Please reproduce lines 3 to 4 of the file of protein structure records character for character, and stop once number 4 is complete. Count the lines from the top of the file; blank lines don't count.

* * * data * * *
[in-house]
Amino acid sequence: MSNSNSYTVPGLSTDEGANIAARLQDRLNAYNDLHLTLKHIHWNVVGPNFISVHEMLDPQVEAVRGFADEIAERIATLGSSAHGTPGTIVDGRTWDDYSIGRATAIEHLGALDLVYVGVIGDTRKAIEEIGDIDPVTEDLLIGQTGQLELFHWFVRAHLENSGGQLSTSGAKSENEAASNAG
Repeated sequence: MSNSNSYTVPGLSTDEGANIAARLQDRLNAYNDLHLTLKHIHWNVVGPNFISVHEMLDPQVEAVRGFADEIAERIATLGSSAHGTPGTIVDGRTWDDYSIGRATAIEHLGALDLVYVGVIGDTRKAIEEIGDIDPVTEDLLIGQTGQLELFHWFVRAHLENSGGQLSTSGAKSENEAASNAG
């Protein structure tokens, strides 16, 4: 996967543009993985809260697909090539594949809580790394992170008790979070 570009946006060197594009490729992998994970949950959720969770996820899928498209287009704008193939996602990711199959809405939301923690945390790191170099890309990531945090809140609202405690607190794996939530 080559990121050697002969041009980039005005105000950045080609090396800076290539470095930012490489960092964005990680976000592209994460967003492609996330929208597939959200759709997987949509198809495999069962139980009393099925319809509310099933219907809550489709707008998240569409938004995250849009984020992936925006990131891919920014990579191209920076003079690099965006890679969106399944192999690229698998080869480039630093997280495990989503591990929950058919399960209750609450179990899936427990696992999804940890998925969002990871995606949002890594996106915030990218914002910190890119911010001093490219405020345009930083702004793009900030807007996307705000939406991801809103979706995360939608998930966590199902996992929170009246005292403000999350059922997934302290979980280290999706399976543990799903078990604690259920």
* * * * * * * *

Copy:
Repeated sequence: MSNSNSYTVPGLSTDEGANIAARLQDRLNAYNDLHLTLKHIHWNVVGPNFISVHEMLDPQVEAVRGFADEIAERIATLGSSAHGTPGTIVDGRTWDDYSIGRATAIEHLGALDLVYVGVIGDTRKAIEEIGDIDPVTEDLLIGQTGQLELFHWFVRAHLENSGGQLSTSGAKSENEAASNAG
């Protein structure tokens, strides 16, 4: 996967543009993985809260697909090539594949809580790394992170008790979070 570009946006060197594009490729992998994970949950959720969770996820899928498209287009704008193939996602990711199959809405939301923690945390790191170099890309990531945090809140609202405690607190794996939530 080559990121050697002969041009980039005005105000950045080609090396800076290539470095930012490489960092964005990680976000592209994460967003492609996330929208597939959200759709997987949509198809495999069962139980009393099925319809509310099933219907809550489709707008998240569409938004995250849009984020992936925006990131891919920014990579191209920076003079690099965006890679969106399944192999690229698998080869480039630093997280495990989503591990929950058919399960209750609450179990899936427990696992999804940890998925969002990871995606949002890594996106915030990218914002910190890119911010001093490219405020345009930083702004793009900030807007996307705000939406991801809103979706995360939608998930966590199902996992929170009246005292403000999350059922997934302290979980280290999706399976543990799903078990604690259920």